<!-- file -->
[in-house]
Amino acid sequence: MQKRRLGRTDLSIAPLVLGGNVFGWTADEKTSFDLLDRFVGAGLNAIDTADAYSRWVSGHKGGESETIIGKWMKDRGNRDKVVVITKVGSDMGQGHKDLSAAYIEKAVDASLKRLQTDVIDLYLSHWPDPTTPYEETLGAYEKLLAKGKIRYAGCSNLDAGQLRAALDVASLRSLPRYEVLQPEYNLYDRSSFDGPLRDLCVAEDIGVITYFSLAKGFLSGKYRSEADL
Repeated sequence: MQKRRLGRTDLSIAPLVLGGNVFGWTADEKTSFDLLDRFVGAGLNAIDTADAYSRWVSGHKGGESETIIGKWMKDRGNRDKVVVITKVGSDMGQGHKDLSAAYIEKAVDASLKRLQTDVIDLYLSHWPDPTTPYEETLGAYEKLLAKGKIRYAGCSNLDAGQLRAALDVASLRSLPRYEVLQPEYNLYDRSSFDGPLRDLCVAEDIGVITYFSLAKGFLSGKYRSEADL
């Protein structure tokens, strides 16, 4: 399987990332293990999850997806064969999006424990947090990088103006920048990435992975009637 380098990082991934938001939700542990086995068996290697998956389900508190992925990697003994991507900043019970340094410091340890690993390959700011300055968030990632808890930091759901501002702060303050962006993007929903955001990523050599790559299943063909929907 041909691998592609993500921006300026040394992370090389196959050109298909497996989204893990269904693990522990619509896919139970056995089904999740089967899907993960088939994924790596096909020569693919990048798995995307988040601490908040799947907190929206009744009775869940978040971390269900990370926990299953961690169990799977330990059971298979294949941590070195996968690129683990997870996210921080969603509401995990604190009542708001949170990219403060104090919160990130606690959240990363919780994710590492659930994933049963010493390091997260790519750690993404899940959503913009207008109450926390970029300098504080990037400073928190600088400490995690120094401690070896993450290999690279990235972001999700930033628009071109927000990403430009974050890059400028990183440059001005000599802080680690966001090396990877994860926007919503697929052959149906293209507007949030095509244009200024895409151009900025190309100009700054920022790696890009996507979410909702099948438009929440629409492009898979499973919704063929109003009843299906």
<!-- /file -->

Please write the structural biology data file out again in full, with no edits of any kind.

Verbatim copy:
[in-house]
Amino acid sequence: MQKRRLGRTDLSIAPLVLGGNVFGWTADEKTSFDLLDRFVGAGLNAIDTADAYSRWVSGHKGGESETIIGKWMKDRGNRDKVVVITKVGSDMGQGHKDLSAAYIEKAVDASLKRLQTDVIDLYLSHWPDPTTPYEETLGAYEKLLAKGKIRYAGCSNLDAGQLRAALDVASLRSLPRYEVLQPEYNLYDRSSFDGPLRDLCVAEDIGVITYFSLAKGFLSGKYRSEADL
Repeated sequence: MQKRRLGRTDLSIAPLVLGGNVFGWTADEKTSFDLLDRFVGAGLNAIDTADAYSRWVSGHKGGESETIIGKWMKDRGNRDKVVVITKVGSDMGQGHKDLSAAYIEKAVDASLKRLQTDVIDLYLSHWPDPTTPYEETLGAYEKLLAKGKIRYAGCSNLDAGQLRAALDVASLRSLPRYEVLQPEYNLYDRSSFDGPLRDLCVAEDIGVITYFSLAKGFLSGKYRSEADL
């Protein structure tokens, strides 16, 4: 399987990332293990999850997806064969999006424990947090990088103006920048990435992975009637 380098990082991934938001939700542990086995068996290697998956389900508190992925990697003994991507900043019970340094410091340890690993390959700011300055968030990632808890930091759901501002702060303050962006993007929903955001990523050599790559299943063909929907 041909691998592609993500921006300026040394992370090389196959050109298909497996989204893990269904693990522990619509896919139970056995089904999740089967899907993960088939994924790596096909020569693919990048798995995307988040601490908040799947907190929206009744009775869940978040971390269900990370926990299953961690169990799977330990059971298979294949941590070195996968690129683990997870996210921080969603509401995990604190009542708001949170990219403060104090919160990130606690959240990363919780994710590492659930994933049963010493390091997260790519750690993404899940959503913009207008109450926390970029300098504080990037400073928190600088400490995690120094401690070896993450290999690279990235972001999700930033628009071109927000990403430009974050890059400028990183440059001005000599802080680690966001090396990877994860926007919503697929052959149906293209507007949030095509244009200024895409151009900025190309100009700054920022790696890009996507979410909702099948438009929440629409492009898979499973919704063929109003009843299906």